ALBANY — Businesses that violate infection-control rules amid the COVID-19 pandemic can now be stripped of their liquor licenses or shut down immediately.
Gov. Andrew Cuomo on Thursday said he’d issue an executive order that gives the state Liquor Authority increased powers to penalize businesses that don’t follow state-issued restrictions. The order also will make bar owners responsible for activity on sidewalks and other areas immediately adjacent to their business.
But putting new teeth in the rules will not be enough, and local agencies must step up, the governor said.
“I need local governments to do their part,” Cuomo said. “As we go through the phases of reopening the responsibilities of the local governments increase. The state cannot do enforcement on these local issues all across the state. I would, we don’t have enough people.”
Recent images of life resembling pre-COVID normalcy — businesses crowded with people not wearing masks and not staying six feet apart — prompted Cuomo to threaten to reverse the reopening of New York City.
But with so much of the enforcement done at the city and county level, and with cities and counties so varied in their approach to enforcement, compliance with the rules can vary significantly from one locality to the next.
Also Thursday, Cuomo said the state needs more data on infection and illness over the next couple of months before determining if colleges and universities will be allowed to resume in-person instruction and offer on-campus housing this autumn.
In the meantime, it is directing higher education institutions to prepare plans to reopen, monitor health, contain infection, and shut down if need be.
Grade schools are in a similar limbo: Cuomo has instructed them to provide plans for reopening but not told them whether they’ll be allowed to reopen come September.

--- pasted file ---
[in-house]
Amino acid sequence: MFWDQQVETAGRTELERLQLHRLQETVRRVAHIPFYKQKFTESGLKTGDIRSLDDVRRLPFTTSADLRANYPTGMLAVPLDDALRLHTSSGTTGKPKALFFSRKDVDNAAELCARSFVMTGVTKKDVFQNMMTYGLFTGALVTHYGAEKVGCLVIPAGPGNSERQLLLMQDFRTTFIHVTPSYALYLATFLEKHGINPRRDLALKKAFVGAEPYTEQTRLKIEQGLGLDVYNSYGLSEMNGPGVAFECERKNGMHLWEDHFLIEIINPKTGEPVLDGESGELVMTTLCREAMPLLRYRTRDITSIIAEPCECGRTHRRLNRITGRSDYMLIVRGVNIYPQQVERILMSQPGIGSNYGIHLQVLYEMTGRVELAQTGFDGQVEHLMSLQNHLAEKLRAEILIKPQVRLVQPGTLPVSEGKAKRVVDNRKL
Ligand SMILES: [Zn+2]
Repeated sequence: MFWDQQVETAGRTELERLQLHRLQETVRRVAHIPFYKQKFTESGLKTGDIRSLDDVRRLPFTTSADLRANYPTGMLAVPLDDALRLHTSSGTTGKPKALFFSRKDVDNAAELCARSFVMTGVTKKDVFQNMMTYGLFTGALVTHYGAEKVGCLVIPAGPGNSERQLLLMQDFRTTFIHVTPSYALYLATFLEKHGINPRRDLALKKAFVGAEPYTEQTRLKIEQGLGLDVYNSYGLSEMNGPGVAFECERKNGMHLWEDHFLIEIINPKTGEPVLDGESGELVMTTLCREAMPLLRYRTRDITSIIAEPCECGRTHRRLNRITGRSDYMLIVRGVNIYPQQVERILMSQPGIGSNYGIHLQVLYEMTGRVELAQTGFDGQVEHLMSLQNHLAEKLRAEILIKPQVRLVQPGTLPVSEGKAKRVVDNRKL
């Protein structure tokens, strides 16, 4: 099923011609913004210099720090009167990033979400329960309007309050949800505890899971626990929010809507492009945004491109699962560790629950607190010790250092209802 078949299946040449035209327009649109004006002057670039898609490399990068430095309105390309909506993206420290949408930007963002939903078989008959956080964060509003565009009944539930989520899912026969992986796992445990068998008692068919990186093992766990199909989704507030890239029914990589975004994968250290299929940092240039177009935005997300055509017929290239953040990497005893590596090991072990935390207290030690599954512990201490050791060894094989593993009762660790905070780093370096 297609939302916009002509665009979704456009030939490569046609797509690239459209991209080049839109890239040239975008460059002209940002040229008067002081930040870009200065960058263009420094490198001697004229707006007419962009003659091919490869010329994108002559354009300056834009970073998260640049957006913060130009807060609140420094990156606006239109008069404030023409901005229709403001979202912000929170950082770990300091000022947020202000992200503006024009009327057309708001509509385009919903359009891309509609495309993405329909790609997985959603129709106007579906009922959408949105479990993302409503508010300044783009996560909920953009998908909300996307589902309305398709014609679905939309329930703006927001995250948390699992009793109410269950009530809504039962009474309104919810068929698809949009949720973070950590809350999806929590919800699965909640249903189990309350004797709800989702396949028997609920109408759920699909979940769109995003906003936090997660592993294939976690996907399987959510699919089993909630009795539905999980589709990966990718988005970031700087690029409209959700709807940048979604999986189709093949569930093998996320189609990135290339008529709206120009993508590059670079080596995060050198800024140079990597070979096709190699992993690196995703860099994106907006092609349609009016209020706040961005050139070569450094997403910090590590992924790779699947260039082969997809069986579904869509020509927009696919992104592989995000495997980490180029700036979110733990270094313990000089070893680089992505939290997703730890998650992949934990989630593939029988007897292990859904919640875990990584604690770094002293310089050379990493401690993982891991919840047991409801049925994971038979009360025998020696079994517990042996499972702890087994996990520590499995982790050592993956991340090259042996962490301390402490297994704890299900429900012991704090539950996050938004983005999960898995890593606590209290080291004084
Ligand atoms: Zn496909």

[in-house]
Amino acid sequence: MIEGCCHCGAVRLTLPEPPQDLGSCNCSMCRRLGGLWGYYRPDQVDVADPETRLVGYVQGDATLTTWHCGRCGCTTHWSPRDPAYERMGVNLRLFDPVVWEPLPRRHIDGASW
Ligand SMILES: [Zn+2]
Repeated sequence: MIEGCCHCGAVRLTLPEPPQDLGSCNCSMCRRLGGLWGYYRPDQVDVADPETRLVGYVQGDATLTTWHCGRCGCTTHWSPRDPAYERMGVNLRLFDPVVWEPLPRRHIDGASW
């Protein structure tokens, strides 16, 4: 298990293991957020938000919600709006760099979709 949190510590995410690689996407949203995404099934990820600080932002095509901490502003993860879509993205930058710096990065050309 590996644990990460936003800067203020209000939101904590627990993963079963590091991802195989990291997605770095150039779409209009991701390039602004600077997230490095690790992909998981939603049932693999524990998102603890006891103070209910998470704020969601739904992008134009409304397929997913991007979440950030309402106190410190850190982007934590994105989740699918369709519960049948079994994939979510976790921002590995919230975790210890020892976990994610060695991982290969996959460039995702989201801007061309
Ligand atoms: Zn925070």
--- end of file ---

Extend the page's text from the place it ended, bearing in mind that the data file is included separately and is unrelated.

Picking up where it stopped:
Thursday’s briefing was the next-to-last daily press event the governor plans to hold on a scheduled basis. The pandemic has eased greatly in New York since early April, so after Friday, he’ll do COVID briefings only when circumstances require them.
Cuomo on Thursday continued the valedictory of sorts he’d begun Wednesday, with a review of how New Yorkers had worked to contain the virus and save thousands of lives. So few people are now testing positive in this state that he was in a “happy-go-lucky” mood.
He segued next into an impassioned indictment of the federal government’s handling of the pandemic, then into a warm tribute to the press corps that has covered the state’s response to the crisis.
Cuomo admitted he has felt a little like a pin cushion at times, as reporters bore down on him.
He has managed to sidestep most of the hard questions over the weeks and months, or say there was no blame, or deflect the blame elsewhere.
Thursday’s questions were easier.
- Might New York impose a 14-day quarantine on visitors arriving from states where infections are surging? Experts have recommended this. It’s still under consideration.
- Is a spike in infections or second wave of the pandemic coming? Mathematical probability would suggest there will be, as the economy reopens, but if full precautions are taken it is not inevitable.
- What’s next? I’ll be governor as long as the people of New York will have me.